2. Domain registration should be separated from trademark issues. Registrars should not be involved in trademark dispute resolution, but rather should refer all trademark issues to appropriate national and international judicial bodies.


The Internet’s "root" server administration responsibilities should be coordinated and centralized in order to assure reliability and scaleability of Internet.


The DNS reform process should be handled in an open, balanced and non-governmental manner, with full participation by consumers and small commercial entities, in addition to trademark owners.


International quasi-governmental organizations (ITU, WIPO, OECD, etc.) should have no formal role in Internet governance or domain name registration. The extensive new bureaucracy for domain name management and oversight proposed by IAHC, including a Swiss-based Council of Registrars (CORE) and a higher level interim Policy Oversight Committee (iPOC), are unnecessary and counterproductive.
  b. National governments (Commerce, DOD, etc.) have no necessary role in DNS administration except for ISO 3166 TLDs (e.g., ".us," ".de," etc.) and maintaining fair, open and competitively neutral Internet self-governance organizations.
  c. The IAHC process was closed, rushed and biased towards trademark owners. With encouragement from NTIA, ISOC should be required to open up the process to permit full debate by the global Internet community on DNS practices. The absence of any "crisis" in domain name resources allows for thoughtful and deliberate consideration of DNS issues.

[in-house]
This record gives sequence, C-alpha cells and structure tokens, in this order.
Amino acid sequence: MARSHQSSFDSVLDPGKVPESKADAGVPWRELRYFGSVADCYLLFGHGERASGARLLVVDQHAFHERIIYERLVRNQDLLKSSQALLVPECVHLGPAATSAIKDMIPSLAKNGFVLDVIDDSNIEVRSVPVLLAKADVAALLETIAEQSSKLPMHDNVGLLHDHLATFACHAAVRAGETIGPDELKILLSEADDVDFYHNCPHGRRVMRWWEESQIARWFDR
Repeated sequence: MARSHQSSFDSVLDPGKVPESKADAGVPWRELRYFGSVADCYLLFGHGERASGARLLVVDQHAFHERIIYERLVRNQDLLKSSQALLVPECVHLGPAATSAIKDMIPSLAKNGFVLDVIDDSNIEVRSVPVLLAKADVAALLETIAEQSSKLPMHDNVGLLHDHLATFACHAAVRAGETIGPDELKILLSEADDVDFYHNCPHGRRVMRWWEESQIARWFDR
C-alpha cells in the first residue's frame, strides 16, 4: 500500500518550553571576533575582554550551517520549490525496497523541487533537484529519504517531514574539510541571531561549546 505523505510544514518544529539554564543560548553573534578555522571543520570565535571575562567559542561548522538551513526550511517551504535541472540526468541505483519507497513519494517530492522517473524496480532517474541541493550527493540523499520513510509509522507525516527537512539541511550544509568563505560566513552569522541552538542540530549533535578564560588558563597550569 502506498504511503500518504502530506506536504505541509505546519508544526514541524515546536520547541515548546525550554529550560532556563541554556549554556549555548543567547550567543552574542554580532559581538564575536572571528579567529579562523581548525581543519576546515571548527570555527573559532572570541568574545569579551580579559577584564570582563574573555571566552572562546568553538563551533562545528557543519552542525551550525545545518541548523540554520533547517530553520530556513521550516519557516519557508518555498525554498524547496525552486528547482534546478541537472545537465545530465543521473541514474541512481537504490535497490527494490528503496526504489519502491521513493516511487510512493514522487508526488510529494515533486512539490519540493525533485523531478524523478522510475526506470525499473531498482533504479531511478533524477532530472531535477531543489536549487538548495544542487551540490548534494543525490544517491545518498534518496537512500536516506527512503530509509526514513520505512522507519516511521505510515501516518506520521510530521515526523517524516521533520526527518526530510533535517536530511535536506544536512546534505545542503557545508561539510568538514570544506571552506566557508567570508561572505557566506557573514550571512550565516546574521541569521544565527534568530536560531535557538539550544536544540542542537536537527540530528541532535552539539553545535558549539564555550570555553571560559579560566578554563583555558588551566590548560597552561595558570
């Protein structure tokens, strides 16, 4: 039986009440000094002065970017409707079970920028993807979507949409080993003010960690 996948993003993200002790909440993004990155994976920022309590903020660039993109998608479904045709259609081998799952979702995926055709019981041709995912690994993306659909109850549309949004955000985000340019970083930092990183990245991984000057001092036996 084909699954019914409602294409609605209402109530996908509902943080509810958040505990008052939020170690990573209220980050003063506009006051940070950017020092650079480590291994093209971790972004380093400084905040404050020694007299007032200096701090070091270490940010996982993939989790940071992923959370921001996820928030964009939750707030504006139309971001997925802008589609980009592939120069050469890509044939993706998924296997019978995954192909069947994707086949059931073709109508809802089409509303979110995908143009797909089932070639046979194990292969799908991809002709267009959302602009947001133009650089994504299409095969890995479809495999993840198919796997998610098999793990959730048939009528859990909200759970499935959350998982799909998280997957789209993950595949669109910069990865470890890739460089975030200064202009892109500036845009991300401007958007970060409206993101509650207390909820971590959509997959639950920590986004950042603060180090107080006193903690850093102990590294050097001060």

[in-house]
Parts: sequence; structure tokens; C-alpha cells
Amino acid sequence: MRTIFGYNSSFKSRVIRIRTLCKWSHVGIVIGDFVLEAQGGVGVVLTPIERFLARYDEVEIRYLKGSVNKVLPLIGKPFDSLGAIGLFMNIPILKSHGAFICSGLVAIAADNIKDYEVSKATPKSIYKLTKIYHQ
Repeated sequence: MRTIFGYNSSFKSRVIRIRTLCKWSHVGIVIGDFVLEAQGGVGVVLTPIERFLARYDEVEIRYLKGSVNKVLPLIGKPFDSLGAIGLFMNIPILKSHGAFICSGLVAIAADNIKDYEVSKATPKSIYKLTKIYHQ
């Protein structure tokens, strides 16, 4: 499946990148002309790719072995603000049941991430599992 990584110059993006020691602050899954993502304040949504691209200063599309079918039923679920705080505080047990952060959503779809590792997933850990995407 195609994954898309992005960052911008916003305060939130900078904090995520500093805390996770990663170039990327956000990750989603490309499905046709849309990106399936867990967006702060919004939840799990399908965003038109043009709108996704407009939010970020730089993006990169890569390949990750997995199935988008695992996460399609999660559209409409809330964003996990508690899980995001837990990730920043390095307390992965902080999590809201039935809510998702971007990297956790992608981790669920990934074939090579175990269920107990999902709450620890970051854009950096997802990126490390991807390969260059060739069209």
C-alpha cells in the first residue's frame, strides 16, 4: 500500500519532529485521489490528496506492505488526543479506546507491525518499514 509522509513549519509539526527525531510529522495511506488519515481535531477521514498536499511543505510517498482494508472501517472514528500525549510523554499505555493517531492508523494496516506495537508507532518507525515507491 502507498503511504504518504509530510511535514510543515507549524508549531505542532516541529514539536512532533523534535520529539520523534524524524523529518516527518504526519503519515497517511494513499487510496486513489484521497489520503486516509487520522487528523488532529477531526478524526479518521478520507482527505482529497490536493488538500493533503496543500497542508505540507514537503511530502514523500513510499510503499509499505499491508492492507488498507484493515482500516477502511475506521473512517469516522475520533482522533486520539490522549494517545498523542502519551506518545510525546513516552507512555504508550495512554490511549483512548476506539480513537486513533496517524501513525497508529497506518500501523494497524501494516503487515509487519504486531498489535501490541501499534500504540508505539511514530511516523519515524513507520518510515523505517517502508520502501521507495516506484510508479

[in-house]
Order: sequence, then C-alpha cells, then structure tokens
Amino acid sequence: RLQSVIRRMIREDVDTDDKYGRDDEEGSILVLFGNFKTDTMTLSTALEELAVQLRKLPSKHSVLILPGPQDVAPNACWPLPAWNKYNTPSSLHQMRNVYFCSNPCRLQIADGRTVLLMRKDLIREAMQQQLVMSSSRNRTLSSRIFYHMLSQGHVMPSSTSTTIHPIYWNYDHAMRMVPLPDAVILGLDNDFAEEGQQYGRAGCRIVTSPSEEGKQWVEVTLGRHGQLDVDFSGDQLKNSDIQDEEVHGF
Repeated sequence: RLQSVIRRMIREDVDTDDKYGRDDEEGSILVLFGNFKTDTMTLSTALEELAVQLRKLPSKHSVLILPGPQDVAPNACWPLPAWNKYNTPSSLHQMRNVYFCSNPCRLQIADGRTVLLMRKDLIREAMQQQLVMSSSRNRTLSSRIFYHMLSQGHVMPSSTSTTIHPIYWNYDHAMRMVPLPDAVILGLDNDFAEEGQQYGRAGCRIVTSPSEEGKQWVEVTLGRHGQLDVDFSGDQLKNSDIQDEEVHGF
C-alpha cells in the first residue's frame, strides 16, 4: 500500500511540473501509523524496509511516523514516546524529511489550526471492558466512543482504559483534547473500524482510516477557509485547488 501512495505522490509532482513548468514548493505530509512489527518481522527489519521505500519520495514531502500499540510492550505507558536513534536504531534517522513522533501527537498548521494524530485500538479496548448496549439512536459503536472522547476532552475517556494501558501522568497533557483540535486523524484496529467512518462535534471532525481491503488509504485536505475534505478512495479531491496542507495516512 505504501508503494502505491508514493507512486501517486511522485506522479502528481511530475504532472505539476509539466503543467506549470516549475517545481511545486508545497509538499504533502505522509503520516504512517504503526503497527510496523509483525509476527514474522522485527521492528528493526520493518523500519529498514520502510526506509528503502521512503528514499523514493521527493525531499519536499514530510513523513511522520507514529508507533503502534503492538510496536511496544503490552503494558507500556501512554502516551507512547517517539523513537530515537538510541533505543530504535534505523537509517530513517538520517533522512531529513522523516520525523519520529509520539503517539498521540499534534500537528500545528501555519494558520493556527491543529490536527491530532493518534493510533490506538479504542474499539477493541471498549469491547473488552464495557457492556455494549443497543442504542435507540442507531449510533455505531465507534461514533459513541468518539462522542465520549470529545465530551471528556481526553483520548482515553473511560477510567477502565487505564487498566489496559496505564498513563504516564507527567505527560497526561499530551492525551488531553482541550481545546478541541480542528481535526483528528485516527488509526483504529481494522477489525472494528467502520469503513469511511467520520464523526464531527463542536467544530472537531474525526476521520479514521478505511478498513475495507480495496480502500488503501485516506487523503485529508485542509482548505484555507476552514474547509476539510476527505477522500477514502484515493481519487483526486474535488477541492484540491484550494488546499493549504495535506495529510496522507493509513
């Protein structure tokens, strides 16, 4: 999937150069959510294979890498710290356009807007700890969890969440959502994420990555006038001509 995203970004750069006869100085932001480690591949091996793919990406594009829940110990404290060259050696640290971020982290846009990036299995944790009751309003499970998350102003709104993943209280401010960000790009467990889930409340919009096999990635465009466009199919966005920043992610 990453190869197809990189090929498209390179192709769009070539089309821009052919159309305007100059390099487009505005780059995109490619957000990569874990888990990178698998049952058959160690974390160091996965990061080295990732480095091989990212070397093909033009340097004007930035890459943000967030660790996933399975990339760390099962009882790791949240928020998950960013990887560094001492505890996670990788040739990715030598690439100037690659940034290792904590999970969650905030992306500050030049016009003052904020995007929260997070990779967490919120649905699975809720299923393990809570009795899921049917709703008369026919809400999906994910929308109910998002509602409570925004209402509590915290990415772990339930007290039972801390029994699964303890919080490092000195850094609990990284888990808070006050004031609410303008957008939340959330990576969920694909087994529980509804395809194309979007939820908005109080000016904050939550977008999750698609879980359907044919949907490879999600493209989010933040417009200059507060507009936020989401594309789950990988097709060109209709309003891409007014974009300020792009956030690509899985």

d. Expedited implementation of the IAHC approach will continue to splinter the Internet community and would unnecessarily involve international quasi-governmental organizations in Internet governance. The DNS reform process should be slowed in order to permit achievement of a consensus approach that all interest groups (including Internet users/consumers) can support. No "rush to reform" is necessary.


The US government should not endorse, and should actively oppose, intervention by ITU and WIPO in the DNS administration process. The government should not attempt to unilaterally dictate any specific domain name registration process for gTLDs, which are global Internet resources.

The CPSR plan thus represents a combination of what is good in the CORE and NSI approaches, modified to better reflect Internet community interests and to maintain continuity in DNS administration. One of the important failures of the CORE process is that it is seeking to open up a large number of new gTLDs without concentrating on how each of them would interact, so that e-mail and Web sites would remain universally available, regardless of a user’s location or Internet provider. Therefore, CPSR -- virtually alone among the major commenting organizations -- urged that the "root" servers, which are the highest-order Internet machines that translate domain names into IP addresses, be maintained in a centralized, coordinated fashion. Under this approach, private registrars would compete for domain name registrations using "shared" domains -- including ".com" -- but the overall stability of the Internet would be protected.